I don't program in my spare time. Does that make me a bad developer?
A lot of blogs and advice on the web seem to suggest that in order to become a great developer, doing just your day job is not enough. For example, you should contribute to open source projects in your spare time, write smartphone apps, etc. In fact a lot of this advice seems to suggest that if you don't love programming enough to do it all day long then you're probably in the wrong career.
That doesn't ring true with me. I enjoy my work, but when I come home from the office I'm not in the mood to jump straight back onto the computer and start coding away until bedtime. I only have a certain number of hours free time each day, and I'd rather spend them on other hobbies, seeing friends or going outside than in front of the computer.
I do get a kick out of programming, and do hack around outside of work occasionally. I'm committed to my personal development and spend time reading tech blogs and books as a way to keep learning and becoming better. But that doesn't extend so far as to my wanting to use all my spare time for coding.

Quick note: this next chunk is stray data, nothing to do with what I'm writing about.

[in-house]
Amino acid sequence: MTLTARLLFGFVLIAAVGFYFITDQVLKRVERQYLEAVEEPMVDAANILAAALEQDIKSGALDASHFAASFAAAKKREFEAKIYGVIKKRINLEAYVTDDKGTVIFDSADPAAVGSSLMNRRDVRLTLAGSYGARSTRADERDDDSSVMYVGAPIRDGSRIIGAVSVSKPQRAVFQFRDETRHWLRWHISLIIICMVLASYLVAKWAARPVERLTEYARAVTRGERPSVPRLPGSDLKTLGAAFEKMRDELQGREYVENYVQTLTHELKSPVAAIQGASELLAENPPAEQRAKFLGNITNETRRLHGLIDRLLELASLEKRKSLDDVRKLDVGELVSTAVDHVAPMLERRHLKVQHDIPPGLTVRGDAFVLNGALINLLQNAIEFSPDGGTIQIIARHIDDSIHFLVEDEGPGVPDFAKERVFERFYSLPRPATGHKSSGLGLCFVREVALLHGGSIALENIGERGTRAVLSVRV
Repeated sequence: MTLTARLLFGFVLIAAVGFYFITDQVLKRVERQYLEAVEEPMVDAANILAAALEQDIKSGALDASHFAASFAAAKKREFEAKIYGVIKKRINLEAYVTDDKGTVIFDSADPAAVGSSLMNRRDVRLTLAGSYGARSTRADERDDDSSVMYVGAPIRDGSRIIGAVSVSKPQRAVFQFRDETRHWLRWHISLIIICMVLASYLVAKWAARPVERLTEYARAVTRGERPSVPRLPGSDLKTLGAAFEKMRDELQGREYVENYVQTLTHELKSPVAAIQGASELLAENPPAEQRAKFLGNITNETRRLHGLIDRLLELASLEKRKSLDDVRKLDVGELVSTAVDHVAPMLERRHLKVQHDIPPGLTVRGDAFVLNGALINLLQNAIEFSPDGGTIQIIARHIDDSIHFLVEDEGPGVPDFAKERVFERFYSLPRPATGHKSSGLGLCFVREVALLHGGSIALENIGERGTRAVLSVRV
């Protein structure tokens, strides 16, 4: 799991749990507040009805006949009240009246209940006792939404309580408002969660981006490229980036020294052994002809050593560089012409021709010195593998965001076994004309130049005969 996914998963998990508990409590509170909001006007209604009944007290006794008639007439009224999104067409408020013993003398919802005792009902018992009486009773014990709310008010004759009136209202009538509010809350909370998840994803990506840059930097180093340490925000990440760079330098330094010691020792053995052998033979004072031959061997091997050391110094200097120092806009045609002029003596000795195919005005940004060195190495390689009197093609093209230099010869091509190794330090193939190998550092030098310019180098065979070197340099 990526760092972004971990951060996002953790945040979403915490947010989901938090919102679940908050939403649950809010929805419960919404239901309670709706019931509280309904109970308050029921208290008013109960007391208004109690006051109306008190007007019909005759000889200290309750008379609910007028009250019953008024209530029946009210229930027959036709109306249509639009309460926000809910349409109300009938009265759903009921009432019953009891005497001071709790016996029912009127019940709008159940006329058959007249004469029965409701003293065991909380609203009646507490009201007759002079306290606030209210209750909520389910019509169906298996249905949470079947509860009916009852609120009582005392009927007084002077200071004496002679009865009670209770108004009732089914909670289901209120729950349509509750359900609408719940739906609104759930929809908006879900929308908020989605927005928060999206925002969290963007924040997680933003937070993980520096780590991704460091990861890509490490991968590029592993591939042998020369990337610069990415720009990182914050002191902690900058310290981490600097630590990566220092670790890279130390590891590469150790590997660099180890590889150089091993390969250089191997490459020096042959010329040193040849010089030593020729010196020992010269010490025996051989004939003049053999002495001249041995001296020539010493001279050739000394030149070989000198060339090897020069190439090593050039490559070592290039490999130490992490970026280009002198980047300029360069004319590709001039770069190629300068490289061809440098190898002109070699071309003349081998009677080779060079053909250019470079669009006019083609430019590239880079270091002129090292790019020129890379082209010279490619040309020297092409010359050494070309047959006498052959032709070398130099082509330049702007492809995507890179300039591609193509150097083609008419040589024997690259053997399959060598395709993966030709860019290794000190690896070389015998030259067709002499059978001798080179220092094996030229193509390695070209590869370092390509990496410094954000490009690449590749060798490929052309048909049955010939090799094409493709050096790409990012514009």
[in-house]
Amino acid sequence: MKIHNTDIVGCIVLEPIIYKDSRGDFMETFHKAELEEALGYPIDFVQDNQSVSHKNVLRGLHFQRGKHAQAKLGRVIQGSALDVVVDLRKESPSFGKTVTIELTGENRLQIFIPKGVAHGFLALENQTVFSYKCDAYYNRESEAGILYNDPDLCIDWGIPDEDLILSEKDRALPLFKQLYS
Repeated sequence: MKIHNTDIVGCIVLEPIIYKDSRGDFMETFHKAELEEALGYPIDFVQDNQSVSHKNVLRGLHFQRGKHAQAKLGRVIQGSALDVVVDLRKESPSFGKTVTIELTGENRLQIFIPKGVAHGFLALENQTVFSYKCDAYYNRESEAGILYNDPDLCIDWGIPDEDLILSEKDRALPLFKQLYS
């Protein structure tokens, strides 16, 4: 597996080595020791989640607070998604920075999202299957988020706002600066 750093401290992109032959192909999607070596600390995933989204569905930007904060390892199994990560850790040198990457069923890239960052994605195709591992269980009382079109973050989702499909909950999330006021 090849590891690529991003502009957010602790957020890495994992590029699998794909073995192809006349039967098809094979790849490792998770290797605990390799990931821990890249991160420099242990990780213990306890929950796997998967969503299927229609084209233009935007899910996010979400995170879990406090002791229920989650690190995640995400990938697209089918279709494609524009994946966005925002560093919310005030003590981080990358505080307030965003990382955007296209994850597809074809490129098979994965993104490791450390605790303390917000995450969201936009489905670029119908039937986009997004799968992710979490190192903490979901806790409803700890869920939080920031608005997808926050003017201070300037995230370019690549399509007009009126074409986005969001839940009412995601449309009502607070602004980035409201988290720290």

Does this mean I'm not a 'true' software developer at heart? Is it possible to become a good software developer without doing extra outside your job? I'd be very interested to hear what you think.
Update: thanks everyone for your comments & answers. A lot of good thoughts and advice!
I think that just makes you more normal, you probably have more connection with what us geeks call "real life". **Value that.**
@Orbling What's this "real life" you're talking about like? Is it similar to WoW? Does it run on a 64 bit OS?
@biziclop - Its like WOW with better graphics and game play that is a lot more tedious.
@ChaosPandion: Quests suck in r/l, long, dull, and the loot is definitely not epic.
@biziclop: Aye, though I've heard that actually makes them appear further away, increasingly so as you try to look.
For efficiency's sake, I recommend experimenting with new things and working on personal projects when you're supposed to be working. That way you still have your limited free time. :-)
Real Life is a cheap spinoff of Second Life, with a twist that you don't need to be in front of the computer to play.
It's more like The Sims, but you don't lose half your day using the restroom and showering.
@Brian And you also don't live in a house with no doors and set yourself on fire while making dinner. ... What? >.>
I sense a false dichotomy here when I read about spending all your spare time. Passionate, professional developers can work in their spare time within reason, without spending all of it.